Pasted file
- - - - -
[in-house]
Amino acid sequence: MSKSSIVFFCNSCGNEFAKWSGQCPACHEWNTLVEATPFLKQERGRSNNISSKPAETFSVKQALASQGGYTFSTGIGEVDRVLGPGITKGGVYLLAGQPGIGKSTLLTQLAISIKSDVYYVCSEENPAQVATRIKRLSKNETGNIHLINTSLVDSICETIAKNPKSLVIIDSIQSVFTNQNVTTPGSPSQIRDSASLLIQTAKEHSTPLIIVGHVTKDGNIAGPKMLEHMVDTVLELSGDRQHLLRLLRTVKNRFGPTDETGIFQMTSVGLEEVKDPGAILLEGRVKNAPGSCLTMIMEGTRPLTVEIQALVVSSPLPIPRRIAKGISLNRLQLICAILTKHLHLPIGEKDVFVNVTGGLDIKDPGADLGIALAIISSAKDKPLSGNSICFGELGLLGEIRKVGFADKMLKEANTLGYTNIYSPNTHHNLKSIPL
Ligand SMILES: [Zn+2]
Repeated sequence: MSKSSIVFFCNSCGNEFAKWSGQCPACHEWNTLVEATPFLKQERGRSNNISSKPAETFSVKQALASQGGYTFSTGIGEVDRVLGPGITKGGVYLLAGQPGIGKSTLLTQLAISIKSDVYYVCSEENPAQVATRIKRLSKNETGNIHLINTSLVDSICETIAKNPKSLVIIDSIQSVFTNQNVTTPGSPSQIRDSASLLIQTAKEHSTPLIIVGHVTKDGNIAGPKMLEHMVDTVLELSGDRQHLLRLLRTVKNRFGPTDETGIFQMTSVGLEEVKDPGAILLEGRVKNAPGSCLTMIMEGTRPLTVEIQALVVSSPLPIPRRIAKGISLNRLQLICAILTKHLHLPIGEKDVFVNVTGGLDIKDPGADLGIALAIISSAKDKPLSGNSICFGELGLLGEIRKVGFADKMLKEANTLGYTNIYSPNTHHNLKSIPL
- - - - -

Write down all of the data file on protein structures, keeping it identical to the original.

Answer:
[in-house]
Amino acid sequence: MSKSSIVFFCNSCGNEFAKWSGQCPACHEWNTLVEATPFLKQERGRSNNISSKPAETFSVKQALASQGGYTFSTGIGEVDRVLGPGITKGGVYLLAGQPGIGKSTLLTQLAISIKSDVYYVCSEENPAQVATRIKRLSKNETGNIHLINTSLVDSICETIAKNPKSLVIIDSIQSVFTNQNVTTPGSPSQIRDSASLLIQTAKEHSTPLIIVGHVTKDGNIAGPKMLEHMVDTVLELSGDRQHLLRLLRTVKNRFGPTDETGIFQMTSVGLEEVKDPGAILLEGRVKNAPGSCLTMIMEGTRPLTVEIQALVVSSPLPIPRRIAKGISLNRLQLICAILTKHLHLPIGEKDVFVNVTGGLDIKDPGADLGIALAIISSAKDKPLSGNSICFGELGLLGEIRKVGFADKMLKEANTLGYTNIYSPNTHHNLKSIPL
Ligand SMILES: [Zn+2]
Repeated sequence: MSKSSIVFFCNSCGNEFAKWSGQCPACHEWNTLVEATPFLKQERGRSNNISSKPAETFSVKQALASQGGYTFSTGIGEVDRVLGPGITKGGVYLLAGQPGIGKSTLLTQLAISIKSDVYYVCSEENPAQVATRIKRLSKNETGNIHLINTSLVDSICETIAKNPKSLVIIDSIQSVFTNQNVTTPGSPSQIRDSASLLIQTAKEHSTPLIIVGHVTKDGNIAGPKMLEHMVDTVLELSGDRQHLLRLLRTVKNRFGPTDETGIFQMTSVGLEEVKDPGAILLEGRVKNAPGSCLTMIMEGTRPLTVEIQALVVSSPLPIPRRIAKGISLNRLQLICAILTKHLHLPIGEKDVFVNVTGGLDIKDPGADLGIALAIISSAKDKPLSGNSICFGELGLLGEIRKVGFADKMLKEANTLGYTNIYSPNTHHNLKSIPL